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Thread: I want to learn non tonal theory?

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    Default I want to learn non tonal theory?

    I have a project that I think it would be best suited not to be tonal but I don't know anything other than 12 tone theory as far as modern music theory goes, can anyone help me out?

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    There is no real comprehensive study, but there are books out there that deal specifically with post-tonal techniques such as those used by Debussy, Stravinsky, Bartok, Schoenberg, and others. The problem is that none of this has come close to being systematized, and I'm not sure that we have a real working theory of how post-tonal music functions yet.



    Last edited by Mahlerian; Jun-23-2016 at 21:57.

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    Quote Originally Posted by Manok View Post
    I have a project that I think it would be best suited not to be tonal but I don't know anything other than 12 tone theory as far as modern music theory goes, can anyone help me out?
    The music of Debussy, Stravinsky, Bartok, early Schoenberg, and others, are varieties of tonality, and show how tonality can be a matter of degree, and not an absolute term. Thus, tonality is an inclusive term, general, and does not have to describe music specifically, since the term is by nature general. If one must have specifics, then we can say that all tonal music has reference to a center, or centers, regardless of how tenuous or fleeting.

    If you want your project to be "not tonal," then you must use set theory, or ordered rows to achieve this, since "not tonal" or "atonal" are terms which are exclusive: they refer to any music in which a reference to a tonal center (or centers) is not used in its construction. Also, atonal music does not use tonal devices, such as scales.
    Last edited by millionrainbows; Jun-29-2016 at 20:04.

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    Quote Originally Posted by millionrainbows View Post
    If you want your project to be "not tonal," then you must use set theory, or ordered rows to achieve this, since "not tonal" or "atonal" are terms which are exclusive: they refer to any music in which a reference to a tonal center (or centers) is not used in its construction. Also, atonal music does not use tonal devices, such as scales.
    There's no such thing as music that doesn't use scales. The chromatic scale, microtonal collections, modes of limited transposition, all of these are scales.

    Also, the majority, if not all, of the music usually called atonal has very clear tonal centers.

    Post-tonal as a general term means post-common practice, and this is the accepted definition. It's unhelpful for you to jump in and start confusing someone who's trying to learn more.

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    Quote Originally Posted by Mahlerian View Post
    There's no such thing as music that doesn't use scales. The chromatic scale, microtonal collections, modes of limited transposition, all of these are scales.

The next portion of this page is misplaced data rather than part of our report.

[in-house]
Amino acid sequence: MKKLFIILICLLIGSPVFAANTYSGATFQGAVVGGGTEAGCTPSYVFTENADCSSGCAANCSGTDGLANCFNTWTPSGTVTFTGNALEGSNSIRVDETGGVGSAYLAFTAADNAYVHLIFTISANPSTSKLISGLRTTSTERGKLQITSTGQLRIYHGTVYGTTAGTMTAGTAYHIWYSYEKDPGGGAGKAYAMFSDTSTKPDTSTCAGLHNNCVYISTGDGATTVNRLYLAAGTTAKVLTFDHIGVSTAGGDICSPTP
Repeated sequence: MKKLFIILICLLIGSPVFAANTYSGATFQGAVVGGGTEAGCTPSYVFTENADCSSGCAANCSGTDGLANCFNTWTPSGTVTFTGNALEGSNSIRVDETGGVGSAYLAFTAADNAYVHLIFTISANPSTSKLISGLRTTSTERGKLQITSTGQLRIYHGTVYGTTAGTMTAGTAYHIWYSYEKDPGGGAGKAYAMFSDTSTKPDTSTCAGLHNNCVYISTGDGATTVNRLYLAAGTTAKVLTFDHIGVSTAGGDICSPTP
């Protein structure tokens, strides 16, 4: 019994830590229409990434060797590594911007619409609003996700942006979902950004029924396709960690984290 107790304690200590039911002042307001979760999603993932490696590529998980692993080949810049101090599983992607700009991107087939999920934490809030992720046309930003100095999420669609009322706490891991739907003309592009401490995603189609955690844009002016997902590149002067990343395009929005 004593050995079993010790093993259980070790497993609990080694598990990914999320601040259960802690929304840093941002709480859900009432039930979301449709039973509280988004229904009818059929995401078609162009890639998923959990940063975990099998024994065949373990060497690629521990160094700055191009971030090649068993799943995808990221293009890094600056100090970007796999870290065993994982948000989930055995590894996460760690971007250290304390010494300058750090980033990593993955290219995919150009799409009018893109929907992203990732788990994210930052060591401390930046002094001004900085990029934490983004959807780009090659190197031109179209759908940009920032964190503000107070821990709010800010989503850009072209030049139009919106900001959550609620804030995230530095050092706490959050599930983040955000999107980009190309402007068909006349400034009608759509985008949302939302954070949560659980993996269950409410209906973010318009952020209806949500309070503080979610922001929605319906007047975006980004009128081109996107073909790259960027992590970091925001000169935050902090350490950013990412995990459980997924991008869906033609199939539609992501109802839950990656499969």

Also, the majority, if not all, of the music usually called atonal has very clear tonal centers.

    Post-tonal as a general term means post-common practice, and this is the accepted definition. It's unhelpful for you to jump in and start confusing someone who's trying to learn more.
    The "chromatic scale," being an undifferentiated collection of all pitch classes, is not a scale in any meaningful sense, and statements like: "twelve tone music is like other music in that it too uses a scale, the chromatic scale," is just empty nonsense and obfuscation.

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    Quote Originally Posted by EdwardBast View Post
    The "chromatic scale," being an undifferentiated collection of all pitch classes, is not a scale in any meaningful sense, and statements like: "twelve tone music is like other music in that it too uses a scale, the chromatic scale," is just empty nonsense and obfuscation.
    It's not all possible pitch classes, it's a particular set of pitch classes, just like any other scale. There are infinitely many pitches it does not include.

    I'm not trying to obfuscate, I'm trying to clarify. If you can come up with a definition of scale that doesn't include the chromatic scale, I'll be waiting.
    Last edited by Mahlerian; Jun-30-2016 at 03:00.

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    Edward, what privileges the completely equally spaced whole tone scale, or the transpositionally invariant octatonic scale, over the 12 tone chromatic scale? And who says that there cannot be more than 12 pitch classes regularly used, as in Harry Partch or Ben Johnston, or certain 19TET 16th century music, or Ives's 24TET piano duets, or a non-equally spaced 12 tone scale, as in La Monte Young, or just overtone chords as in Stockhausen or Georg Haas, or various other microtonal scales like Javanese Gamelan?

    What in the world makes the 12 tone chromatic scale non-specific, as if it doesn't have any particularities on its own? And why cannot there cannot be scales with more notes, or other notes? What makes the 12 tone chromatic scale a collection of "all" pitch classes, or all relative pitch classes? Why cannot there be more pitches, or other pitches?
    Last edited by SeptimalTritone; Jun-30-2016 at 04:52.

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    Quote Originally Posted by Mahlerian View Post
    There's no such thing as music that doesn't use scales.
    Well, to be fair some microtonal music that does not deliberately restrict itself to any partiular set of notes could be said to "not use scales".

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    Quote Originally Posted by Dim7 View Post
    Well, to be fair some microtonal music that does not deliberately restrict itself to any partiular set of notes could be said to "not use scales".
    Yeah, and things like music for non-pitched percussion and such couldn't be meaningfully tied to a scale, like some electroacoustic music.

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    Quote Originally Posted by Mahlerian View Post
    There's no such thing as music that doesn't use scales.